What’s missing, obviously, is the meat and dairy.
Let’s talk about meat for a moment…
Now, I’m sure some of you are hunters and fully expect to be able to bring home a nice catch whenever needed. I’m not a hunter so I cannot speak to the probability of this directly but I’d have to imagine that plenty of other people are going to have the same thought and, sooner rather than later, that food supply you expected to rely upon is going to dwindle or at least become much more difficult to acquire. By the way, if you’re an accomplished hunter you can come live with me for SHTF. 🙂
Perhaps some of you have a chest freezer full of meat. Great. Eventually that will run out and there is certainly the potential problem of having to keep the chest freezer running. Odds are that you’re going to have one heck of a meal or two shortly after SHTF when you find you don’t have enough fuel to keep your chest freeze going and now all that meat is going bad.
Yes, you can attempt to preserve it in some fashion (such as smoking the meat) but have you ever done that? How well is that going to work when you’re under a time crunch because your freezer meat is going bad? Perhaps there are other possibilities such as preserving in salt… do you even have enough salt to do that and will that even work with the meat you have stocked? These are just a few things off the top of my head to think about with regards to meats.
If you’d like options that can last for decades, try our various protein options that include diced chicken, sausage crumbles, ham, turkey, eggs, and more!
What about dairy?
People eat a lot of cheese and milk products as well as butter which are kind of hard to find in a SHTF vegetable garden. 😉 And, besides, these products don’t store well in almost any form except for being powdered. Moreover, I wouldn’t suggest trying to dehydrate these items on your own. I tried to dehydrate eggs once and made a big mess! But that’s not even the real concern with doing so. Commercially-dehydrated options are best for health safety reasons.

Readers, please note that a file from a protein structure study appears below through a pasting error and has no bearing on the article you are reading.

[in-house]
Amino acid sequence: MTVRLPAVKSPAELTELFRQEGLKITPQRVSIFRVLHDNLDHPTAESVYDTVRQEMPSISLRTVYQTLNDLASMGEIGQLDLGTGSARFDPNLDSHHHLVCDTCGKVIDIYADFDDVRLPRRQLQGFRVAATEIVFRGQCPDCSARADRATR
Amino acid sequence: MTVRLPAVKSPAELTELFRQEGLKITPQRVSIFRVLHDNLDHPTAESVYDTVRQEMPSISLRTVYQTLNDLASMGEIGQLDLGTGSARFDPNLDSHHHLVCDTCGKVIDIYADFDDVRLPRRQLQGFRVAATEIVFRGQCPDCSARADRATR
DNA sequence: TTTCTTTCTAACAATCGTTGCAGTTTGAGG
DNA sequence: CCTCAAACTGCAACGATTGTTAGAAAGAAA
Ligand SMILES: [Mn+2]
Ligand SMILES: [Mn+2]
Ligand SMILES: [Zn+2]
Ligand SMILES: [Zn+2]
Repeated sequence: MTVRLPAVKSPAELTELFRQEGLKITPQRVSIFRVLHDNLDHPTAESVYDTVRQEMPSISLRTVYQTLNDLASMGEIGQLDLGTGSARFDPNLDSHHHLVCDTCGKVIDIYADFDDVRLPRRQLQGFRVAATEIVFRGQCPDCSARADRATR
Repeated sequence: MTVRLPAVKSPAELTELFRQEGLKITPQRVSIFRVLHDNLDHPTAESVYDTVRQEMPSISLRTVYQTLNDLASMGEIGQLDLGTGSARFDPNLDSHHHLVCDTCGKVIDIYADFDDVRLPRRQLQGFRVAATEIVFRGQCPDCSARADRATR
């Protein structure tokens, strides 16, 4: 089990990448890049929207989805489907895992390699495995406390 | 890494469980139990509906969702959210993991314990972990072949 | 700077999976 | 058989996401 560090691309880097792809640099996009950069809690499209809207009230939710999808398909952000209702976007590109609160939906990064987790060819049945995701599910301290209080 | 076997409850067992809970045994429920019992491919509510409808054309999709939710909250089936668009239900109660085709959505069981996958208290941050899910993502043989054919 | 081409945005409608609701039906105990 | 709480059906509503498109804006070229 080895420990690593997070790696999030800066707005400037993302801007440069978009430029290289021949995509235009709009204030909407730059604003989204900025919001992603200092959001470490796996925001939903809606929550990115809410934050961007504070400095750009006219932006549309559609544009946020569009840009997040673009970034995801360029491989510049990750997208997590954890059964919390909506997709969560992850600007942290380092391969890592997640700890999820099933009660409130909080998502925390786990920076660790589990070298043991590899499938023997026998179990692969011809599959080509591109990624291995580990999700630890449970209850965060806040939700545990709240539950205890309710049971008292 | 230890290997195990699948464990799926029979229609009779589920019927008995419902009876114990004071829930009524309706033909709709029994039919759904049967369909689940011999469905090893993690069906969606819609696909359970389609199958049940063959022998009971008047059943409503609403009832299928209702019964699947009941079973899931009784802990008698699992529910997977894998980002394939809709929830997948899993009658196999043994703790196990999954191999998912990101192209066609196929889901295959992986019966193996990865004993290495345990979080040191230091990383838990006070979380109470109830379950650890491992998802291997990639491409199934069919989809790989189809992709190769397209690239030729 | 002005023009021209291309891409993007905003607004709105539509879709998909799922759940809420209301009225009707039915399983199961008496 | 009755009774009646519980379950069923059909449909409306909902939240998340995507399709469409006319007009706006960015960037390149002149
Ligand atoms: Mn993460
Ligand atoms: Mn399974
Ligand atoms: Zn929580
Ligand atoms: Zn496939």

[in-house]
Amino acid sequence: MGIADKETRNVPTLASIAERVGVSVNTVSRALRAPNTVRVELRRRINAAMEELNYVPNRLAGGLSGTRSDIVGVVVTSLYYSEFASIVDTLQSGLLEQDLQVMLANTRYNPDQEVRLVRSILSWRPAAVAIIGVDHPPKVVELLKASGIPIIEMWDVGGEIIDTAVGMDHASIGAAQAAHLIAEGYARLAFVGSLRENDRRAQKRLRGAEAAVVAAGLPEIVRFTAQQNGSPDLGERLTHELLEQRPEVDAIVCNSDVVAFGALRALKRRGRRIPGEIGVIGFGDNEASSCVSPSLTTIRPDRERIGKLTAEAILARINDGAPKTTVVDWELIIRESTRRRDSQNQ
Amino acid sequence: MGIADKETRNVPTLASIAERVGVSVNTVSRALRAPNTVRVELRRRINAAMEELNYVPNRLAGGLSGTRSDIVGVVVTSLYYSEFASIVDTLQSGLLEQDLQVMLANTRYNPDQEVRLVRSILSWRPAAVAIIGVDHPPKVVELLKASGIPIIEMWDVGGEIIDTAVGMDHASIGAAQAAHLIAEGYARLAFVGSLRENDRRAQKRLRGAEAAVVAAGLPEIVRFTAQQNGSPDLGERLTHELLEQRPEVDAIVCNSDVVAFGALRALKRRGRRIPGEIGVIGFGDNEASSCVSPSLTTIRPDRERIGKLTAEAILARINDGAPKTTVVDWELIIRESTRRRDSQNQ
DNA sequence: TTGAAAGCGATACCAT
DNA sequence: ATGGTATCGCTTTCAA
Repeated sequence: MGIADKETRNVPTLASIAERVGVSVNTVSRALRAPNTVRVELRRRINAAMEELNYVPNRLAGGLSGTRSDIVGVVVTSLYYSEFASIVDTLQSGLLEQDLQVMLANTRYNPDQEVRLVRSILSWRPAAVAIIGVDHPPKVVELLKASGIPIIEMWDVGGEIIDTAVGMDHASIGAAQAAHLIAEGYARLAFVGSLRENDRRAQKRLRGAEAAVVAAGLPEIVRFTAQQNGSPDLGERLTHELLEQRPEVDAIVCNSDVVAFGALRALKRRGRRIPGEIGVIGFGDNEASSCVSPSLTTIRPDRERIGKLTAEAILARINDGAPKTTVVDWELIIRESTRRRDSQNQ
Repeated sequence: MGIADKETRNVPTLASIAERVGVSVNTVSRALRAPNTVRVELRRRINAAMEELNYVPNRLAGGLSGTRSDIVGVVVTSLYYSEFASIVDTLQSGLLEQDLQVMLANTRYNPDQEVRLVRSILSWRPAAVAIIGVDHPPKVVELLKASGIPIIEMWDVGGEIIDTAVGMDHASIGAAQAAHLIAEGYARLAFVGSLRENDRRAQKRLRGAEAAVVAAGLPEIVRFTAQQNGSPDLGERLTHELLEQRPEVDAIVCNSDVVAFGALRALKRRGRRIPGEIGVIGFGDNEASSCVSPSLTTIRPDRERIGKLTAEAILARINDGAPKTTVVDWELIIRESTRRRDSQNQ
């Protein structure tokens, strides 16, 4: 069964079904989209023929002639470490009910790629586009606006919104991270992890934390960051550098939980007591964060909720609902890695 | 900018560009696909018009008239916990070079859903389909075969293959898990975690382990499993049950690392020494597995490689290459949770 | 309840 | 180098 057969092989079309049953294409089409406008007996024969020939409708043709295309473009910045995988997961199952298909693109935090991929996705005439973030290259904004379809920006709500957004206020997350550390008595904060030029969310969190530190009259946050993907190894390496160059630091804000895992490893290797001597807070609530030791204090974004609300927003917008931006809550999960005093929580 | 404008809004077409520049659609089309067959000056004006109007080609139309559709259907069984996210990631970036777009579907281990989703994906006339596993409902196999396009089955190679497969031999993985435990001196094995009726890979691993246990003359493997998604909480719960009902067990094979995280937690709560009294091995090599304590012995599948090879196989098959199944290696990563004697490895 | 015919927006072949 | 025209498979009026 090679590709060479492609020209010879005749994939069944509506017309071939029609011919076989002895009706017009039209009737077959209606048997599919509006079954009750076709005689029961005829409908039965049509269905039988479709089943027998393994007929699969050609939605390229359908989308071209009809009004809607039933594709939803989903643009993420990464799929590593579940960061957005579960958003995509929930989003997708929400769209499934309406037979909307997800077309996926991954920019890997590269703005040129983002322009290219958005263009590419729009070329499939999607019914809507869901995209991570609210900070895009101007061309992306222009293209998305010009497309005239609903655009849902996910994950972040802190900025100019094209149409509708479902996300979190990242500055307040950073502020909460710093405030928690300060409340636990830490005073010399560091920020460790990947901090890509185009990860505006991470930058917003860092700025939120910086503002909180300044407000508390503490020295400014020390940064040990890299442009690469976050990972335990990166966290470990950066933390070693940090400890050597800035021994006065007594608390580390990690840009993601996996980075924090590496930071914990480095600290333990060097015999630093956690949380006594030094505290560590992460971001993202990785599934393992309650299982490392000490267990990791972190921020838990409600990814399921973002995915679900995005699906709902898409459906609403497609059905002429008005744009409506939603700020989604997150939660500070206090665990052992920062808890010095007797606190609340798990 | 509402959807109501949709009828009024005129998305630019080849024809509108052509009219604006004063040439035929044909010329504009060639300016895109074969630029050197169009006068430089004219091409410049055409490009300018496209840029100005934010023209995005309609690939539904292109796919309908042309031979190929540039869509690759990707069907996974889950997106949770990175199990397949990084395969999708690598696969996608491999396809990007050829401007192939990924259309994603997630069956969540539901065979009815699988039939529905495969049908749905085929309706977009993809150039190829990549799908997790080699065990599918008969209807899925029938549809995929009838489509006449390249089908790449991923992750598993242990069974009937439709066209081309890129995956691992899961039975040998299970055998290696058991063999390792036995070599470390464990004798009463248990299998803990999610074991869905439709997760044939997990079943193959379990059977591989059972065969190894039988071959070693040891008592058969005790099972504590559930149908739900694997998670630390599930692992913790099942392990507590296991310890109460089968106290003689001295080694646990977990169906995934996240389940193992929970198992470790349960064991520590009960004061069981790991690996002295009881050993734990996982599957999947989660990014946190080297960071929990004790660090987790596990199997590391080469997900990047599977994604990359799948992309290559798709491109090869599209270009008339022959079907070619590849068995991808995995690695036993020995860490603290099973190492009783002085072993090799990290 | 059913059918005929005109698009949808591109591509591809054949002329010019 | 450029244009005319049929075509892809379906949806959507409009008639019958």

Apparently it is possible to can these foods if you’d prefer but I doubt they last very long, not nearly as long as powdered options. That said, dehydrated dairy products can get expensive so maybe it’s something to look into as a short-term SHTF solution. Regardless, most of us aren’t going to be able to replicate the quality of commercially-dehydrated options for safety and longevity. We carry a wide variety of dairy options, from instant and powdered milks to various cheeses, yogurts, and butter… most of which will last for years unopened.
Concluding Thoughts About a SHTF Vegetable Garden
The point is that you can’t just rely on your SHTF vegetable garden without also considering the rest of your diet. If the expectation is that people were to “rely on their SHTF homestead” then that would a different scenario altogether. But most of us don’t have that option.
My advice? Really take a look at your diet–whatever that might be–and think long and hard about the foods you have stored as well as your plan for replicating your diet during SHTF. It’s not nearly as easy as it sounds but there are options. You just have to plan for it now!